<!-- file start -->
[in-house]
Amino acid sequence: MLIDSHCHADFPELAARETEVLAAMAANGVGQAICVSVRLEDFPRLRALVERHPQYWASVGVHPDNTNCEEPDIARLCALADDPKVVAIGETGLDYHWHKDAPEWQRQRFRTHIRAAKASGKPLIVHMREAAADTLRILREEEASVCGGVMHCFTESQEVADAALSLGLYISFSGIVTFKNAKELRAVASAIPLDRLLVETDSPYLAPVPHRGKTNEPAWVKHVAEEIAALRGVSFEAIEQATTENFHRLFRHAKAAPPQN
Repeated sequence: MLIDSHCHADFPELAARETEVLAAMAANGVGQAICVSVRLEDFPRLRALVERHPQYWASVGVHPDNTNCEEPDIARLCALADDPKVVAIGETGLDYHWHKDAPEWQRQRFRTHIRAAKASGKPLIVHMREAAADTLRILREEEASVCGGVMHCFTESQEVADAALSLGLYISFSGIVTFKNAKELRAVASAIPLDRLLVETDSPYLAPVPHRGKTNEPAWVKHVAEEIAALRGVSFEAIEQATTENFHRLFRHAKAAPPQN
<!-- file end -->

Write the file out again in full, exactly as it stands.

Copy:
[in-house]
Amino acid sequence: MLIDSHCHADFPELAARETEVLAAMAANGVGQAICVSVRLEDFPRLRALVERHPQYWASVGVHPDNTNCEEPDIARLCALADDPKVVAIGETGLDYHWHKDAPEWQRQRFRTHIRAAKASGKPLIVHMREAAADTLRILREEEASVCGGVMHCFTESQEVADAALSLGLYISFSGIVTFKNAKELRAVASAIPLDRLLVETDSPYLAPVPHRGKTNEPAWVKHVAEEIAALRGVSFEAIEQATTENFHRLFRHAKAAPPQN
Repeated sequence: MLIDSHCHADFPELAARETEVLAAMAANGVGQAICVSVRLEDFPRLRALVERHPQYWASVGVHPDNTNCEEPDIARLCALADDPKVVAIGETGLDYHWHKDAPEWQRQRFRTHIRAAKASGKPLIVHMREAAADTLRILREEEASVCGGVMHCFTESQEVADAALSLGLYISFSGIVTFKNAKELRAVASAIPLDRLLVETDSPYLAPVPHRGKTNEPAWVKHVAEEIAALRGVSFEAIEQATTENFHRLFRHAKAAPPQN